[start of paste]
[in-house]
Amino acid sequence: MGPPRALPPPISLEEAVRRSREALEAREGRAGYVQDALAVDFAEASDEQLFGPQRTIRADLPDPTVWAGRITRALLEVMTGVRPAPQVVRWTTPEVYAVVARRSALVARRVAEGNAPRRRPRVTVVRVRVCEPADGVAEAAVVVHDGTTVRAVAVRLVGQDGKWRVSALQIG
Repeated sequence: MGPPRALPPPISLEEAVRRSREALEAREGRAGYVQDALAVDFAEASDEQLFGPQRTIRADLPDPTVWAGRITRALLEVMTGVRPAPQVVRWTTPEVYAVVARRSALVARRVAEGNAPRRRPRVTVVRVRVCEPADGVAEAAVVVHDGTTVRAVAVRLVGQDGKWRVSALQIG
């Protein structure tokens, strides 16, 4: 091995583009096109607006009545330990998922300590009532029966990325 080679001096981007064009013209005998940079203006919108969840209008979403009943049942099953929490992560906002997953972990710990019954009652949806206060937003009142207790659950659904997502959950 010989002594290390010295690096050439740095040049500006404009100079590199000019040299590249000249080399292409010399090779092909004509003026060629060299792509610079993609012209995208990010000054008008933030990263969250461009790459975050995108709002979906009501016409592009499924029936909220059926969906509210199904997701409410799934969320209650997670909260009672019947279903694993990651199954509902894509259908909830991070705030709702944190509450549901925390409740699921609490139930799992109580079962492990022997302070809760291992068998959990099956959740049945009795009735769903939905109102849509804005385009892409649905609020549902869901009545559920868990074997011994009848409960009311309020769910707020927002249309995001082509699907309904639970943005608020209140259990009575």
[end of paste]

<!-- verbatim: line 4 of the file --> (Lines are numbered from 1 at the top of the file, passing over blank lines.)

């Protein structure tokens, strides 16, 4: 091995583009096109607006009545330990998922300590009532029966990325 080679001096981007064009013209005998940079203006919108969840209008979403009943049942099953929490992560906002997953972990710990019954009652949806206060937003009142207790659950659904997502959950 010989002594290390010295690096050439740095040049500006404009100079590199000019040299590249000249080399292409010399090779092909004509003026060629060299792509610079993609012209995208990010000054008008933030990263969250461009790459975050995108709002979906009501016409592009499924029936909220059926969906509210199904997701409410799934969320209650997670909260009672019947279903694993990651199954509902894509259908909830991070705030709702944190509450549901925390409740699921609490139930799992109580079962492990022997302070809760291992068998959990099956959740049945009795009735769903939905109102849509804005385009892409649905609020549902869901009545559920868990074997011994009848409960009311309020769910707020927002249309995001082509699907309904639970943005608020209140259990009575």